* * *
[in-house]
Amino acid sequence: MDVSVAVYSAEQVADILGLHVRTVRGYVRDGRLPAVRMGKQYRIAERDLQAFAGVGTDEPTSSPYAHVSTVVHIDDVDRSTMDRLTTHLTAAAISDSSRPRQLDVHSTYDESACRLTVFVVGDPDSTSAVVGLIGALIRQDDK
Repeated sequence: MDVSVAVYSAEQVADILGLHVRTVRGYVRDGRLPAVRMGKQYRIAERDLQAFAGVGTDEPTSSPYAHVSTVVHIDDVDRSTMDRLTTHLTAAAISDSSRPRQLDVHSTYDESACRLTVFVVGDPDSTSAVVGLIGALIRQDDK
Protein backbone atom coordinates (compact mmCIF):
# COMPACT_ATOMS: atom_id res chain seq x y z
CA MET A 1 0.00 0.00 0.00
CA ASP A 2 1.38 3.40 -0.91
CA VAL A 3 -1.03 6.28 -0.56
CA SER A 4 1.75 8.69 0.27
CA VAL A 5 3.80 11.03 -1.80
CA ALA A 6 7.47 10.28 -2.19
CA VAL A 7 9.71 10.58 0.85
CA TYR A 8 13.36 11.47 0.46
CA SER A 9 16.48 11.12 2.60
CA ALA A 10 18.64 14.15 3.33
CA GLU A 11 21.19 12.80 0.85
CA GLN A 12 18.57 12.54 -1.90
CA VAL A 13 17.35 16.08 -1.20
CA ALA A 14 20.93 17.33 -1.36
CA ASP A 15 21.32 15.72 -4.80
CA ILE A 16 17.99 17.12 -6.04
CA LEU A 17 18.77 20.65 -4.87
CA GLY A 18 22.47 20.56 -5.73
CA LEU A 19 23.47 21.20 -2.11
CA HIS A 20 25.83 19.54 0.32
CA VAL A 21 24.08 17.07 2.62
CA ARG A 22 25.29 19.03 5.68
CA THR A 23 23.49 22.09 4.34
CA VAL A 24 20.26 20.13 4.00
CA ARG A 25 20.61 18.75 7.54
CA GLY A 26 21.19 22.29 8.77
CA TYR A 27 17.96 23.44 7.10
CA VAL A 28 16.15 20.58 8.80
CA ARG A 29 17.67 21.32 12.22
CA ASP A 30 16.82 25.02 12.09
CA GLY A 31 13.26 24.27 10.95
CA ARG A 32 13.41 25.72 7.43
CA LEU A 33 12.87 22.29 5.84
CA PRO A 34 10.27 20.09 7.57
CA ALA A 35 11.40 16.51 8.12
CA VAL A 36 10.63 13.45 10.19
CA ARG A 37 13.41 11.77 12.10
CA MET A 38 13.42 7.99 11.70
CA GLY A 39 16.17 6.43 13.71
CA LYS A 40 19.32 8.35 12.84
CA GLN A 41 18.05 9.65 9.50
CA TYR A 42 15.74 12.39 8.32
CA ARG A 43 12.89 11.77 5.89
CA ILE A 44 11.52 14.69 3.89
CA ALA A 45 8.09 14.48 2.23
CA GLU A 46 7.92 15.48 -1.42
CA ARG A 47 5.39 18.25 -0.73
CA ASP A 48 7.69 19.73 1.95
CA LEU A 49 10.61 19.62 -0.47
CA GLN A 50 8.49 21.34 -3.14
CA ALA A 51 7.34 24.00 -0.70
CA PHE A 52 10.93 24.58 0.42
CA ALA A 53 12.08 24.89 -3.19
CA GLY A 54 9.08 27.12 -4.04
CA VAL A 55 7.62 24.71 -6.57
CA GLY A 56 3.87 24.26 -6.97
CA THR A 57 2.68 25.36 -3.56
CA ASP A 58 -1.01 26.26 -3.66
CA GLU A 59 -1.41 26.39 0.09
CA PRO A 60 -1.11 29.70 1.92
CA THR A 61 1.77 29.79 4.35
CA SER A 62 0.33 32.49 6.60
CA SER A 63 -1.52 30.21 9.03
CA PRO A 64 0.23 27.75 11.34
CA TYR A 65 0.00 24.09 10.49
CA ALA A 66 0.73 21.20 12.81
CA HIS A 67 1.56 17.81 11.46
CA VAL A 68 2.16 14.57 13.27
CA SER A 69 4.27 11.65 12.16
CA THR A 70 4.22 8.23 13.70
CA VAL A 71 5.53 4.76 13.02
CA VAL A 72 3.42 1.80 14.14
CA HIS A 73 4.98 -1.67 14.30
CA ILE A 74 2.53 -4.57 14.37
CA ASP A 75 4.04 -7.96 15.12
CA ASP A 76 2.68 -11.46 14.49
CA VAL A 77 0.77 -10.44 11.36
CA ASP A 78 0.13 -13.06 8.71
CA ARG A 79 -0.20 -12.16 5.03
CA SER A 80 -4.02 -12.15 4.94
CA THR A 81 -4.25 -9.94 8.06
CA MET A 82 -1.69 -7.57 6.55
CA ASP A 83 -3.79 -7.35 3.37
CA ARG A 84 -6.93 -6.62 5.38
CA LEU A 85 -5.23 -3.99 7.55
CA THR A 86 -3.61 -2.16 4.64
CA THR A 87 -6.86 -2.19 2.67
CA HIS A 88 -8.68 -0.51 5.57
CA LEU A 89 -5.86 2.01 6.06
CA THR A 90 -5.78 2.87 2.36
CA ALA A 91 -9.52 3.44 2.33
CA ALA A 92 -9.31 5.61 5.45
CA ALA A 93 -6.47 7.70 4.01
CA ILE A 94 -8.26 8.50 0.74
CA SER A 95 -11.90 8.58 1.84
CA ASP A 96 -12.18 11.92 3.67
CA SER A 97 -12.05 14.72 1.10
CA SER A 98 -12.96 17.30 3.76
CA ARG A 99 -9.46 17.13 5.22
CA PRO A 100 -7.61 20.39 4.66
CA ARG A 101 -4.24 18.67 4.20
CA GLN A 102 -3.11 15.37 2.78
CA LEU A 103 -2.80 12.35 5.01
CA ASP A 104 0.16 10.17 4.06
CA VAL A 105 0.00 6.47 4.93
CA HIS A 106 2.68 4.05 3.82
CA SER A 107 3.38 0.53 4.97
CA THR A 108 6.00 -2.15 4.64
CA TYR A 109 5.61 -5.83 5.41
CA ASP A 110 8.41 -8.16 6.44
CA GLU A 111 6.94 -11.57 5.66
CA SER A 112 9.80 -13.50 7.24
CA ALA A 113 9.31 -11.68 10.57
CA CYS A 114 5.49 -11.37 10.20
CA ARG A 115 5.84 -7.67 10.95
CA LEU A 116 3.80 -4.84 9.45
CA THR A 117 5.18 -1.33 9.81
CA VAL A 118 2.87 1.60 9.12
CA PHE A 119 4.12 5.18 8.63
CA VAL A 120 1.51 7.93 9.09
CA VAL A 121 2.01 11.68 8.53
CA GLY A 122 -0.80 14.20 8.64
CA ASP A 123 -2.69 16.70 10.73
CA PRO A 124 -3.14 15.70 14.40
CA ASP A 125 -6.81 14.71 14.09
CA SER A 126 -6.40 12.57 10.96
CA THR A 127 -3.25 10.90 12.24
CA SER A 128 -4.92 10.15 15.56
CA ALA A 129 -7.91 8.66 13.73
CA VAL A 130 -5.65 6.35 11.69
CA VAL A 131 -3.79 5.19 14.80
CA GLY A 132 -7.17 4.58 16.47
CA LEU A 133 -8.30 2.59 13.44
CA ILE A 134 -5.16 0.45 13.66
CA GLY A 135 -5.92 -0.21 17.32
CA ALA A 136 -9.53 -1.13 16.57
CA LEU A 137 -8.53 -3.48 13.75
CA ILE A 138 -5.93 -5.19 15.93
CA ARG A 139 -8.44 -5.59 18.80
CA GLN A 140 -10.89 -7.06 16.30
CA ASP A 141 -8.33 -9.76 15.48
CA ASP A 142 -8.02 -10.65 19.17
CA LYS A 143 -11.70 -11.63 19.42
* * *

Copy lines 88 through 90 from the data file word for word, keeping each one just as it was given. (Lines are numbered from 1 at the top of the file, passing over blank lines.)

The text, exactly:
CA ASP A 83 -3.79 -7.35 3.37
CA ARG A 84 -6.93 -6.62 5.38
CA LEU A 85 -5.23 -3.99 7.55